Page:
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UNIVERSITY OF CAMBRIDGE INTERNATIONAL EXAMINATIONS

GCE Ordinary Level

MARK SCHEME for the October/November 2007 question paper

7096 TRAVEL AND TOURISM

7096/02

Paper 2 (Alternative to Coursework), maximum raw mark 100

This mark scheme is published as an aid to teachers and candidates, to indicate the requirements of the examination. It shows the basis on which Examiners were instructed to award marks. It does not indicate the details of the discussions that took place at an Examiners’ meeting before marking began.

in

candidates’ scripts must be given marks that fairly reflect the relevant knowledge and skills demonstrated.

All

Examiners

are

instructed

that

alternative

correct

answers

and

unexpected

approaches

Mark schemes must be read in conjunction with the question papers and the report on the examination.

CIE will not enter into discussions or correspondence in connection with these mark schemes.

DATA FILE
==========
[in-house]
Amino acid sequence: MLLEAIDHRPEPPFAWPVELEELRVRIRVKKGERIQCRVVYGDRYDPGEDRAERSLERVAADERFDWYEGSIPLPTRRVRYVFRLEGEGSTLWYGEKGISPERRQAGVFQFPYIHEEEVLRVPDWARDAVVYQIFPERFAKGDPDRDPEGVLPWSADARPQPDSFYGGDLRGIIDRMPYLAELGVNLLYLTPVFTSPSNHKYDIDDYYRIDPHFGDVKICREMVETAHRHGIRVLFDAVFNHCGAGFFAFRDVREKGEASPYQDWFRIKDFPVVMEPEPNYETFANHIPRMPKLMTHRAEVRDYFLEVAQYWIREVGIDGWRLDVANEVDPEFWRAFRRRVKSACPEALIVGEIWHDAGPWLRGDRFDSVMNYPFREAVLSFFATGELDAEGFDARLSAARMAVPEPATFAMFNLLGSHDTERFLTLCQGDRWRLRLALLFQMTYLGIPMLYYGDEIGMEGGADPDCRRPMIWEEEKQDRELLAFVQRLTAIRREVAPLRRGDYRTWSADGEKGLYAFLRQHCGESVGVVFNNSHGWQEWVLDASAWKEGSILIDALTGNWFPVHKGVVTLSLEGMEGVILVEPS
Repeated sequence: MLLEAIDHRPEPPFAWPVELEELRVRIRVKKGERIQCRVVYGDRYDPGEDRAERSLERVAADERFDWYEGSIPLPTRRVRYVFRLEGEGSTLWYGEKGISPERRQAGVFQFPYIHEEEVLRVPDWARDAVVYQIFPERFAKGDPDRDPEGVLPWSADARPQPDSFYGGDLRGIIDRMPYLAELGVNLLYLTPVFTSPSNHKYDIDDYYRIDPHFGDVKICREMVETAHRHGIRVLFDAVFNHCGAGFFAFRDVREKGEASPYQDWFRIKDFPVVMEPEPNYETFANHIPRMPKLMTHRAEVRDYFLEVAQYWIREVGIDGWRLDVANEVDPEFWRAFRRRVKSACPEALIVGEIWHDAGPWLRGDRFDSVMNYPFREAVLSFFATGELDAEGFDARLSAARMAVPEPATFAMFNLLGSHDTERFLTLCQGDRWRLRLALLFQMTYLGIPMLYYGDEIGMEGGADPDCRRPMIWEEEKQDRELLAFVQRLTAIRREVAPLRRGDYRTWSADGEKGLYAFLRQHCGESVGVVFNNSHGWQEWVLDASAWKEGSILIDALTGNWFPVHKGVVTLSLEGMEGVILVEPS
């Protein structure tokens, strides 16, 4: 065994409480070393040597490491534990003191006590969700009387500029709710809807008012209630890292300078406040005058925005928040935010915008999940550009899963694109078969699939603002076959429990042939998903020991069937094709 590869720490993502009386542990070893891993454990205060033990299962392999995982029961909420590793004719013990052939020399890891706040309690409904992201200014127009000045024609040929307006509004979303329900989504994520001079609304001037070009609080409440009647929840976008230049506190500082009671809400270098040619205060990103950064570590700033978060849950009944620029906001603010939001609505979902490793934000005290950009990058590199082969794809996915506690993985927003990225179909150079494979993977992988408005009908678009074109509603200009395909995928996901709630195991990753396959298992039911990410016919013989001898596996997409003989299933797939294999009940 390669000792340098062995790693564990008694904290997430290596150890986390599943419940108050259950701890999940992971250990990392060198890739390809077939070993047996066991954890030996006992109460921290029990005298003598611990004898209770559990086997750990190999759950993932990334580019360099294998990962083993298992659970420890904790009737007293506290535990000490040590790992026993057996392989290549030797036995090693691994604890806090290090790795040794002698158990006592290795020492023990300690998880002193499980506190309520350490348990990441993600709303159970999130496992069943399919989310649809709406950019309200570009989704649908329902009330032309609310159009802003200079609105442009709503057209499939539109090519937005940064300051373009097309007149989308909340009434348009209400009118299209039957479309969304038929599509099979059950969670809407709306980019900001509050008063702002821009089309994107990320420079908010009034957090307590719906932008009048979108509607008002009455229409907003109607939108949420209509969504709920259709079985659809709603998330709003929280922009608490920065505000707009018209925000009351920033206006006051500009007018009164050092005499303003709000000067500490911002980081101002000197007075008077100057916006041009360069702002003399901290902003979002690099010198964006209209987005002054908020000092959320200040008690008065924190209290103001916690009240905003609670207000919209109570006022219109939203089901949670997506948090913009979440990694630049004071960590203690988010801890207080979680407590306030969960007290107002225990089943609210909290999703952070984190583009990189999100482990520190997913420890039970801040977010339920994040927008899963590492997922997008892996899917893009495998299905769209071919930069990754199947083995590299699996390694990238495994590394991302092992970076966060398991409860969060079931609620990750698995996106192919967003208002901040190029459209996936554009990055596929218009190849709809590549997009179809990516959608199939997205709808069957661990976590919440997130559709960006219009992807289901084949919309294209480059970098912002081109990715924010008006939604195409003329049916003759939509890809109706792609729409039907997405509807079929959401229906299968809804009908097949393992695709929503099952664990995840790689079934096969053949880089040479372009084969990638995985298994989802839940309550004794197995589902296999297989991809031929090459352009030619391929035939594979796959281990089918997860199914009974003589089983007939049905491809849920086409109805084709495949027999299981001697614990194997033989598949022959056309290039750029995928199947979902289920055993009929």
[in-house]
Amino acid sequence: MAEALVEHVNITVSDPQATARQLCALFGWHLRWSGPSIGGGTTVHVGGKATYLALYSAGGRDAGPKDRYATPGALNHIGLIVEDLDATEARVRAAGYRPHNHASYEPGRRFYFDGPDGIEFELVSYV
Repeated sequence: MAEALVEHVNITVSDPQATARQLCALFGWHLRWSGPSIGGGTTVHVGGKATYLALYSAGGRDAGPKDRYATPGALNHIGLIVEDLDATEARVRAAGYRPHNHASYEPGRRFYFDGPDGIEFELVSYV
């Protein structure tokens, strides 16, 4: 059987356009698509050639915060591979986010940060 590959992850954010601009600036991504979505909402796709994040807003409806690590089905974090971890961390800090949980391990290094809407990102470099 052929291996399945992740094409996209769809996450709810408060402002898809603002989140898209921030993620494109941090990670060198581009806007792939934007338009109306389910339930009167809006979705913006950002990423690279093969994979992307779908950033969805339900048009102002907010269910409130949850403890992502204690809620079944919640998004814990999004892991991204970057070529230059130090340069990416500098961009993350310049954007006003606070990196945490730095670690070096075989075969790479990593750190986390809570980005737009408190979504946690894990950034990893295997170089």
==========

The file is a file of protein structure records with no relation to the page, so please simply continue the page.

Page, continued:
CIE is publishing the mark schemes for the October/November 2007 question papers for most IGCSE, GCE Advanced Level and Advanced Subsidiary Level syllabuses and some Ordinary Level syllabuses.

papers for most IGCSE, GCE Advanced Level and Advanced Subsidiary Level syllabuses and some Ordinary Level

Page 2

Mark Scheme

Syllabus

Paper

 

GCE O LEVEL – October/November 2007

7096

02

Question

Expected Response

Mark

Assessment

 

No

Allocation

Objective

1

(a)

(i)

Identify how the cruise market has been segmented in this table. By demographic segmentation. Do not accept age, lifestyle etc.

1

2.0

 

(ii)